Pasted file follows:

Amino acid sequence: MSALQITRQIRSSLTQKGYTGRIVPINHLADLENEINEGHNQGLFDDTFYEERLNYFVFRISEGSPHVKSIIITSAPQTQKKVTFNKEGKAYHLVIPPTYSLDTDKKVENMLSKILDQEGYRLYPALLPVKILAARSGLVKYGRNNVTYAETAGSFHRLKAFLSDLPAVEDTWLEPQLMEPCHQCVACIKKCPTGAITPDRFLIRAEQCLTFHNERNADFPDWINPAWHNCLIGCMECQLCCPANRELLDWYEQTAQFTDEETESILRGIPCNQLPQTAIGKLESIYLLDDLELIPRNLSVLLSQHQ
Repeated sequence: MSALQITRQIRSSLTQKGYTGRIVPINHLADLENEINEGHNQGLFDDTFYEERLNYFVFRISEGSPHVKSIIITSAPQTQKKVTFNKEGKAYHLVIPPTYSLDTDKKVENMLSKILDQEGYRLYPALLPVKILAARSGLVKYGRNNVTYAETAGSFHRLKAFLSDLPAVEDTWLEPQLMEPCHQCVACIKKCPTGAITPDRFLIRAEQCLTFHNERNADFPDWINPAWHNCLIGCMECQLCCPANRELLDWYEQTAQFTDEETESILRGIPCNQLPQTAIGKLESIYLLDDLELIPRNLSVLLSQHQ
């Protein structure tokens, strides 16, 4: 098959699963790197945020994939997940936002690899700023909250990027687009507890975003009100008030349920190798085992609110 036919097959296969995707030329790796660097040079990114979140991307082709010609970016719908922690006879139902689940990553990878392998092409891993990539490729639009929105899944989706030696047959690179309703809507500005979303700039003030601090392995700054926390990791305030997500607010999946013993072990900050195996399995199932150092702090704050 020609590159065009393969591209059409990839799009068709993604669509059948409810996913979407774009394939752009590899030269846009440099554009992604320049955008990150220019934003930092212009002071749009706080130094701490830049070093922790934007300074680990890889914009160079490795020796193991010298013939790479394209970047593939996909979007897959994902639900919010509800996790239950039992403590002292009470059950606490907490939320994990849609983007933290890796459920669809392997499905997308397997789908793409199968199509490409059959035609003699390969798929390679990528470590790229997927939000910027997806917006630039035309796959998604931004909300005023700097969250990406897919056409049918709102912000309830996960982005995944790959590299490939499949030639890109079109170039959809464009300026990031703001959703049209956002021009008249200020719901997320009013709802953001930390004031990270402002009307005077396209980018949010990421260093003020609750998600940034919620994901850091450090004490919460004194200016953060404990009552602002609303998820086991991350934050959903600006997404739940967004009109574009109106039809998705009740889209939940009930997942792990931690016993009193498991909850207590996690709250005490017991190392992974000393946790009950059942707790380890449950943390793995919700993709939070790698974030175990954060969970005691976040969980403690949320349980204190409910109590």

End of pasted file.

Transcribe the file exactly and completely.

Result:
Amino acid sequence: MSALQITRQIRSSLTQKGYTGRIVPINHLADLENEINEGHNQGLFDDTFYEERLNYFVFRISEGSPHVKSIIITSAPQTQKKVTFNKEGKAYHLVIPPTYSLDTDKKVENMLSKILDQEGYRLYPALLPVKILAARSGLVKYGRNNVTYAETAGSFHRLKAFLSDLPAVEDTWLEPQLMEPCHQCVACIKKCPTGAITPDRFLIRAEQCLTFHNERNADFPDWINPAWHNCLIGCMECQLCCPANRELLDWYEQTAQFTDEETESILRGIPCNQLPQTAIGKLESIYLLDDLELIPRNLSVLLSQHQ
Repeated sequence: MSALQITRQIRSSLTQKGYTGRIVPINHLADLENEINEGHNQGLFDDTFYEERLNYFVFRISEGSPHVKSIIITSAPQTQKKVTFNKEGKAYHLVIPPTYSLDTDKKVENMLSKILDQEGYRLYPALLPVKILAARSGLVKYGRNNVTYAETAGSFHRLKAFLSDLPAVEDTWLEPQLMEPCHQCVACIKKCPTGAITPDRFLIRAEQCLTFHNERNADFPDWINPAWHNCLIGCMECQLCCPANRELLDWYEQTAQFTDEETESILRGIPCNQLPQTAIGKLESIYLLDDLELIPRNLSVLLSQHQ
């Protein structure tokens, strides 16, 4: 098959699963790197945020994939997940936002690899700023909250990027687009507890975003009100008030349920190798085992609110 036919097959296969995707030329790796660097040079990114979140991307082709010609970016719908922690006879139902689940990553990878392998092409891993990539490729639009929105899944989706030696047959690179309703809507500005979303700039003030601090392995700054926390990791305030997500607010999946013993072990900050195996399995199932150092702090704050 020609590159065009393969591209059409990839799009068709993604669509059948409810996913979407774009394939752009590899030269846009440099554009992604320049955008990150220019934003930092212009002071749009706080130094701490830049070093922790934007300074680990890889914009160079490795020796193991010298013939790479394209970047593939996909979007897959994902639900919010509800996790239950039992403590002292009470059950606490907490939320994990849609983007933290890796459920669809392997499905997308397997789908793409199968199509490409059959035609003699390969798929390679990528470590790229997927939000910027997806917006630039035309796959998604931004909300005023700097969250990406897919056409049918709102912000309830996960982005995944790959590299490939499949030639890109079109170039959809464009300026990031703001959703049209956002021009008249200020719901997320009013709802953001930390004031990270402002009307005077396209980018949010990421260093003020609750998600940034919620994901850091450090004490919460004194200016953060404990009552602002609303998820086991991350934050959903600006997404739940967004009109574009109106039809998705009740889209939940009930997942792990931690016993009193498991909850207590996690709250005490017991190392992974000393946790009950059942707790380890449950943390793995919700993709939070790698974030175990954060969970005691976040969980403690949320349980204190409910109590």